Here is a picture from the bottom of the trays. I normally take my expended media and seeds and plant them outside on our hill. As I took the trays out and removed the media, look what had been going on below the plants. The left again is the plain coir and the right is the extreme root mass that was curled around at the bottom of the tray! The plants growing in our custom blend are not only healthy but are absorbing a ton more nutrients in the process. The extreme difference in roots also explains how the first test showed a significant step up in size and weight of the plants. All of this amazing growth happening in just 9 short days!
Following up on our last update on lighting for growing microgreens. We have now updated our test bench to include a solid blue LED source. We are conducting experiments using both the Red/Blue and pure Blue LED arrays.
The red or purple coloration in plants is attributed to anthocyanin pigments which gives them this color. Anthocyanins in addition to visual dramatics, has had promising research studies showing help with vision, anti cancer properties, inflammation, provides anti oxidants, can help with diabetes and obesity along, cognitive function and others.
Growing any crop requires juggling light, water and nutrients. We have examined lighting and irrigation so let’s look at the third variable, nutrients. Microgreens are unique because the seeds themselves provide the initial kick of nutrients, but growth can be enhanced with additional nutrient sources in the “soil”.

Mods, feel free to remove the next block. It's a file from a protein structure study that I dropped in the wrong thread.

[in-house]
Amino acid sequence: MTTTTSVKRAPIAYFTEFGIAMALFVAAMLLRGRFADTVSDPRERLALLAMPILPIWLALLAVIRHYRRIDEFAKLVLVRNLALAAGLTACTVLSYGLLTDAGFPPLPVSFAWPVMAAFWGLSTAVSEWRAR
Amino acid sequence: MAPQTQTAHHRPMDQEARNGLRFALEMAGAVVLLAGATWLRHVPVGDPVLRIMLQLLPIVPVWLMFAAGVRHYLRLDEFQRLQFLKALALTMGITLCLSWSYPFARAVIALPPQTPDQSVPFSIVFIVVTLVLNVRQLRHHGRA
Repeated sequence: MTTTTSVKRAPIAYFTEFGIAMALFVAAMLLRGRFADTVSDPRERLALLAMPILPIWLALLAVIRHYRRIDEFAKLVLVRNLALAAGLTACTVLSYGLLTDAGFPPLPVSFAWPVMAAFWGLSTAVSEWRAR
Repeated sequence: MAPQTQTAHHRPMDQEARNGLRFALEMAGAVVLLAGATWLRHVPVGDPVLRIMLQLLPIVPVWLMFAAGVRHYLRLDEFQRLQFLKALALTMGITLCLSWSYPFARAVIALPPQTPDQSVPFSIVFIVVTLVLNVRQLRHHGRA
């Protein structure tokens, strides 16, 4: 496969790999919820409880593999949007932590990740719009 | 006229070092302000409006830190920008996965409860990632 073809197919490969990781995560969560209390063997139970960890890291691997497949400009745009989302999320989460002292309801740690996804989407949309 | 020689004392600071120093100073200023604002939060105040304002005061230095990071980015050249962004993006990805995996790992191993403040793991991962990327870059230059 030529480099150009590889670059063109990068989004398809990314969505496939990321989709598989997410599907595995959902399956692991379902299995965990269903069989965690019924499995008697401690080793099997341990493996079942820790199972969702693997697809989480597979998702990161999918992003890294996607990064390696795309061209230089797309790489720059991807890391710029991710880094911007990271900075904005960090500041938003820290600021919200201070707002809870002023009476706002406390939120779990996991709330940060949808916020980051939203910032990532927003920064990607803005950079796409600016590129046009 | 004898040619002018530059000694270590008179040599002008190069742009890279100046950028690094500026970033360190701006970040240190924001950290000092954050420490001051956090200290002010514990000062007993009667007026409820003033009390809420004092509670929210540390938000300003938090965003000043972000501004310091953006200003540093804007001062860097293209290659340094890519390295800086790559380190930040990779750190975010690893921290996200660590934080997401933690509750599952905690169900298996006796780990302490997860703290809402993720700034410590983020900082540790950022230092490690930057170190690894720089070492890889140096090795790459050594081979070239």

It was with this in mind that we tested multiple types of growing media. We have tried using hydroponic mats, fiber mats, coco coir, potting soil, sterile mats, cloth mats, and baby blankets. It is our mission to grow organic seeds in media that was also organic.
Several years ago we were introduced to Wonder Soil, compressed coir made in Las Vegas, USA. We had great success using the media, so we asked if a specialized mix could be made that was tailored to microgreens. What we came up with was a mix of worm castings and kelp, natural sources of organic nutrients that are both sustainable and potent. We have been using this mix with great success and are now introducing trace minerals into the mix with the addition of SEA-90, sea solids from SeaAgri. These trace minerals have proved to be extremely beneficial for our plants, so we asked the Wonder Soil folks to incorporate the SEA-90 product into our wafers, to produce an enhanced growing media for our microgreens.
These are the results from our first experiment using pak choi microgreens grown in our normal mix and compared to the new mix with the SEA-90 trace minerals. We grew the microgreens just 8 days before harvesting. Our custom Wonder Soil mix was already an excellent growing media, but we wanted to see how much difference the inclusion of trace minerals would make.
At the beginning of the experiment there appeared to be little difference in growth. Later, we found that this was due to the different heights of the soil. When we measured from the soil to the tops, we found that the plants with the sea solids were 20% taller, at 75mm vs 63mm. When we compared the weights of 10 cuttings from each tray, there was also a difference of 35% in weight, 62g vs .46g.
We will be doing further testing in the coming weeks and will offer our new growing media soon. Watch for announcements and benefit from our research to grow simply the best microgreens available!
Urbaform is a technology integrator and developer specializing in food production in the urban environment ...